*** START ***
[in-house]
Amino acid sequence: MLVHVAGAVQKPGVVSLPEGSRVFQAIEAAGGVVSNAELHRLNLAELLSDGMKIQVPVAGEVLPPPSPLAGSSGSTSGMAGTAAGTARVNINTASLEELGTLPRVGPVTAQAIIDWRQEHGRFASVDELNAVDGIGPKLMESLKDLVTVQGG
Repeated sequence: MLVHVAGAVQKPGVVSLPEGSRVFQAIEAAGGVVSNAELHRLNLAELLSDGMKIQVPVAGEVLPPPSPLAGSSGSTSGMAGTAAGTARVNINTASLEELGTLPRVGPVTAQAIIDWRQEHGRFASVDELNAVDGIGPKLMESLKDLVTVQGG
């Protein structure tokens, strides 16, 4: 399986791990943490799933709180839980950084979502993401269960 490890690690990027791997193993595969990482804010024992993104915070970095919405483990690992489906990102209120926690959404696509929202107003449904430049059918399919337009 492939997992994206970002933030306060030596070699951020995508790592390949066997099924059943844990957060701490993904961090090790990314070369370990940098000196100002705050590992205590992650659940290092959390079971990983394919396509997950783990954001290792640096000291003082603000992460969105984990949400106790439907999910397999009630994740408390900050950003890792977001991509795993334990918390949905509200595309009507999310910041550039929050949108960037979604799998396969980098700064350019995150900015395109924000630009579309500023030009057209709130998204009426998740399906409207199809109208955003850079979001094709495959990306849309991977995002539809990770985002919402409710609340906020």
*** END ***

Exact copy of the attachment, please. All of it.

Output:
[in-house]
Amino acid sequence: MLVHVAGAVQKPGVVSLPEGSRVFQAIEAAGGVVSNAELHRLNLAELLSDGMKIQVPVAGEVLPPPSPLAGSSGSTSGMAGTAAGTARVNINTASLEELGTLPRVGPVTAQAIIDWRQEHGRFASVDELNAVDGIGPKLMESLKDLVTVQGG
Repeated sequence: MLVHVAGAVQKPGVVSLPEGSRVFQAIEAAGGVVSNAELHRLNLAELLSDGMKIQVPVAGEVLPPPSPLAGSSGSTSGMAGTAAGTARVNINTASLEELGTLPRVGPVTAQAIIDWRQEHGRFASVDELNAVDGIGPKLMESLKDLVTVQGG
């Protein structure tokens, strides 16, 4: 399986791990943490799933709180839980950084979502993401269960 490890690690990027791997193993595969990482804010024992993104915070970095919405483990690992489906990102209120926690959404696509929202107003449904430049059918399919337009 492939997992994206970002933030306060030596070699951020995508790592390949066997099924059943844990957060701490993904961090090790990314070369370990940098000196100002705050590992205590992650659940290092959390079971990983394919396509997950783990954001290792640096000291003082603000992460969105984990949400106790439907999910397999009630994740408390900050950003890792977001991509795993334990918390949905509200595309009507999310910041550039929050949108960037979604799998396969980098700064350019995150900015395109924000630009579309500023030009057209709130998204009426998740399906409207199809109208955003850079979001094709495959990306849309991977995002539809990770985002919402409710609340906020």